Coughing up phlegm, also known as mucus or sputum, is the result of many conditions affecting the lungs. After the nose or mouth, air is inhaled into the trachea, or windpipe, which extends from the back of the throat through the neck and into the chest. There it divides into 2 tubes -- one to each lung. The tubes then divide again and again to different segments of the lungs. These tubes have special glands in them that make mucus to help trap debris. Some short-term or long-term conditions cause these glands to multiply or be more active and produce more mucus.
Infection and Allergies
Respiratory infections and allergies can cause excess mucus production, partially blocking your airway. As you sleep, excess mucus develops, and may travel from your nasal passages into your throat. In the morning, you may cough up phlegm as your body attempts to clear your airway.
Asthma causes the airways and lungs to have an exaggerated response to noxious environmental factors, including cold air. The tubes of the lungs quickly constrict, and large amounts of mucus can be produced. This results in difficulty moving air. Some types of asthma are more predominant at night.
Chronic Obstructive Pulmonary Disease
Chronic obstructive pulmonary disease, or COPD, is a lung disease that includes both emphysema and bronchitis. Emphysema is the destruction of normal lung tissue, leaving empty spaces in the lungs where functional lung tissue used to be. The result is less tissue to take oxygen into the blood. Bronchitis is long-term overgrowth of the glands that make mucus in the tubes of the lungs as well as a narrowing of airways. COPD may cause you to cough up phlegm in the morning.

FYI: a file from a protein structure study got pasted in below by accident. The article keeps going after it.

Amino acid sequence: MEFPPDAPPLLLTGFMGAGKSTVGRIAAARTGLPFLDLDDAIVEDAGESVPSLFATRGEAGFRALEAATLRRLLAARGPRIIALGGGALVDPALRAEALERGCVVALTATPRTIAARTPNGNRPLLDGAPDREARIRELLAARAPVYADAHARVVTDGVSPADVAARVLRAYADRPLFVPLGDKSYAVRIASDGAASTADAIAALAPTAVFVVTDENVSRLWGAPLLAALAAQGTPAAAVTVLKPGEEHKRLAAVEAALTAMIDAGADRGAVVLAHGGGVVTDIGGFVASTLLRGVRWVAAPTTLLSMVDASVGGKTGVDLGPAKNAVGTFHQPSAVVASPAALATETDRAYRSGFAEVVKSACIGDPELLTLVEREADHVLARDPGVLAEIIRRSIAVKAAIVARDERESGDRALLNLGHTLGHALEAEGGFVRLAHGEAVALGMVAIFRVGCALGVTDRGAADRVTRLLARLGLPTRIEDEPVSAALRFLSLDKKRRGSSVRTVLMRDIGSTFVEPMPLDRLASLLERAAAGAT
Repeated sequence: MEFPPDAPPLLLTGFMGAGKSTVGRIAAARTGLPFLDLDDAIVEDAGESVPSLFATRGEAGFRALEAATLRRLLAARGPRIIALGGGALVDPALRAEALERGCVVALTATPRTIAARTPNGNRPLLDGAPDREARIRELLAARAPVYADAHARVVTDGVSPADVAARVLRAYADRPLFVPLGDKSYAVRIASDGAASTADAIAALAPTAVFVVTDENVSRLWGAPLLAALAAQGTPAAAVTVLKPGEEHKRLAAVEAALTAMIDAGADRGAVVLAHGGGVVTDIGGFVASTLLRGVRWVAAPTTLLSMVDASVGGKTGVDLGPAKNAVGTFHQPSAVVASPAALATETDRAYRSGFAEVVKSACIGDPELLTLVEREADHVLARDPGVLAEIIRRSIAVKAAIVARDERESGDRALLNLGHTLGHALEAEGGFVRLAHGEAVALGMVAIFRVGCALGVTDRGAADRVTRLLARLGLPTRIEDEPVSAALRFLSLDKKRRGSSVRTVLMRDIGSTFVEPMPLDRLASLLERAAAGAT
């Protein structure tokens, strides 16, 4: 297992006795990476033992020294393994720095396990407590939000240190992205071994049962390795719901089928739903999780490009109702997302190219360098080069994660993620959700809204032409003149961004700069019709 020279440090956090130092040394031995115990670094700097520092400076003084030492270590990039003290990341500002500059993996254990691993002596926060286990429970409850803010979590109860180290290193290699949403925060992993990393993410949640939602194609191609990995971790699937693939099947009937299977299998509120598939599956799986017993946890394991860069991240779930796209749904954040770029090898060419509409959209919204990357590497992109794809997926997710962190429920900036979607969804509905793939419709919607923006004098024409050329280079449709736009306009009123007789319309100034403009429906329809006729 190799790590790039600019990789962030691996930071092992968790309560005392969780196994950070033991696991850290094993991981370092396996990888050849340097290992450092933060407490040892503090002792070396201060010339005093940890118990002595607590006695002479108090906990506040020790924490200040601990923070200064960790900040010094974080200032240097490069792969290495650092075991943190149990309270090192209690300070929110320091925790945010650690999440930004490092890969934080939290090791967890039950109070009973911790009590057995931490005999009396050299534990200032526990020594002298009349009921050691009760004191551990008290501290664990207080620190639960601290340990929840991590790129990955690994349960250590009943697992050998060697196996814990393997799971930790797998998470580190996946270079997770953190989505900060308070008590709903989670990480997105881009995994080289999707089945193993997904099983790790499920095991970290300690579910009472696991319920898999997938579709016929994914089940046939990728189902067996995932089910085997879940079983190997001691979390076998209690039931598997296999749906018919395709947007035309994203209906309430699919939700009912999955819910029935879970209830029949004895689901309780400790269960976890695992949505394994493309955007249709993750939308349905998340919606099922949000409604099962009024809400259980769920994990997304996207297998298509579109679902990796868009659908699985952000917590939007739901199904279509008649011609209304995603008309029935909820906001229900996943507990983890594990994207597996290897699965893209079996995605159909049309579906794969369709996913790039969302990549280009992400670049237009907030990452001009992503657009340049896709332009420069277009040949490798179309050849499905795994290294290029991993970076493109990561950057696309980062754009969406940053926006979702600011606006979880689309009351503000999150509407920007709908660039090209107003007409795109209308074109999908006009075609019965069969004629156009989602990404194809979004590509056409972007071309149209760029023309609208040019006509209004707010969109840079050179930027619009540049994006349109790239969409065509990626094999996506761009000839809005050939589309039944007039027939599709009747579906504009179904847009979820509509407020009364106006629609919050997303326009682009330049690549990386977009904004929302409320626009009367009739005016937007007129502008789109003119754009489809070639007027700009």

Congestive Heart Failure
Heart conditions such as congestive heart failure can cause a wet cough in the morning. The heart has trouble moving a higher than usual blood volume through the body, causing fluid build-up. This fluid accumulates in the lungs, particularly at night when a person is lying flat. This can lead to shortness of breath and a wet cough at night or in the morning.
- Elsevier Health: Respiratory System
- Mayo Clinic Proceedings: Chronic Heart Failure -- Contemporary Diagnosis and Management
- The Journals of Gerontology Series A: Biological Sciences and Medical Sciences: Epidemiology and Management of Common Pulmonary Diseases in Older Persons
- Current Opinion in Pulmonary Medicine: Mucus Hypersecretion in Asthma -- Causes and Effects